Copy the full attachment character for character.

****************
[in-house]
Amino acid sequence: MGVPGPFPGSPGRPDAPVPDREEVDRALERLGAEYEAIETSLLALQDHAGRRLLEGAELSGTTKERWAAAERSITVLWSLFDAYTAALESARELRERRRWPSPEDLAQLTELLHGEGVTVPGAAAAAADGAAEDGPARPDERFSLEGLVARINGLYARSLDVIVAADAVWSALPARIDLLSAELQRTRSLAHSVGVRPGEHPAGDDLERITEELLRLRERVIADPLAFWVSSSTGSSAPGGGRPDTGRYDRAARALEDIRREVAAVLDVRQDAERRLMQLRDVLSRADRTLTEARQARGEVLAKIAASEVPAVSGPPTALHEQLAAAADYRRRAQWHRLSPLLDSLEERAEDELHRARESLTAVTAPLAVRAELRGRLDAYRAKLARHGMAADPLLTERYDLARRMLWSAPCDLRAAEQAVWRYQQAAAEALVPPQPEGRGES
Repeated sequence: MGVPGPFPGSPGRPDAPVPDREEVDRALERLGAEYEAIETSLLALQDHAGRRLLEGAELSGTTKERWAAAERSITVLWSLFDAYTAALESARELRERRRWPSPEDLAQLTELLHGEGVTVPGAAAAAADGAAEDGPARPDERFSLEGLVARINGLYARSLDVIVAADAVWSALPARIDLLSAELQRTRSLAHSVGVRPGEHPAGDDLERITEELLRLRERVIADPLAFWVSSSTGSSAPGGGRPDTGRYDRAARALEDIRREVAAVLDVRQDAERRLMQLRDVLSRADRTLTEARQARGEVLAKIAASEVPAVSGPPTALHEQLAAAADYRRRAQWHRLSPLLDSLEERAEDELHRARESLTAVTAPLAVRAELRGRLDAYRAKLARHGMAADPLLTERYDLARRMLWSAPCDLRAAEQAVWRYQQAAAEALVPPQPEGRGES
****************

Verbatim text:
[in-house]
Amino acid sequence: MGVPGPFPGSPGRPDAPVPDREEVDRALERLGAEYEAIETSLLALQDHAGRRLLEGAELSGTTKERWAAAERSITVLWSLFDAYTAALESARELRERRRWPSPEDLAQLTELLHGEGVTVPGAAAAAADGAAEDGPARPDERFSLEGLVARINGLYARSLDVIVAADAVWSALPARIDLLSAELQRTRSLAHSVGVRPGEHPAGDDLERITEELLRLRERVIADPLAFWVSSSTGSSAPGGGRPDTGRYDRAARALEDIRREVAAVLDVRQDAERRLMQLRDVLSRADRTLTEARQARGEVLAKIAASEVPAVSGPPTALHEQLAAAADYRRRAQWHRLSPLLDSLEERAEDELHRARESLTAVTAPLAVRAELRGRLDAYRAKLARHGMAADPLLTERYDLARRMLWSAPCDLRAAEQAVWRYQQAAAEALVPPQPEGRGES
Repeated sequence: MGVPGPFPGSPGRPDAPVPDREEVDRALERLGAEYEAIETSLLALQDHAGRRLLEGAELSGTTKERWAAAERSITVLWSLFDAYTAALESARELRERRRWPSPEDLAQLTELLHGEGVTVPGAAAAAADGAAEDGPARPDERFSLEGLVARINGLYARSLDVIVAADAVWSALPARIDLLSAELQRTRSLAHSVGVRPGEHPAGDDLERITEELLRLRERVIADPLAFWVSSSTGSSAPGGGRPDTGRYDRAARALEDIRREVAAVLDVRQDAERRLMQLRDVLSRADRTLTEARQARGEVLAKIAASEVPAVSGPPTALHEQLAAAADYRRRAQWHRLSPLLDSLEERAEDELHRARESLTAVTAPLAVRAELRGRLDAYRAKLARHGMAADPLLTERYDLARRMLWSAPCDLRAAEQAVWRYQQAAAEALVPPQPEGRGES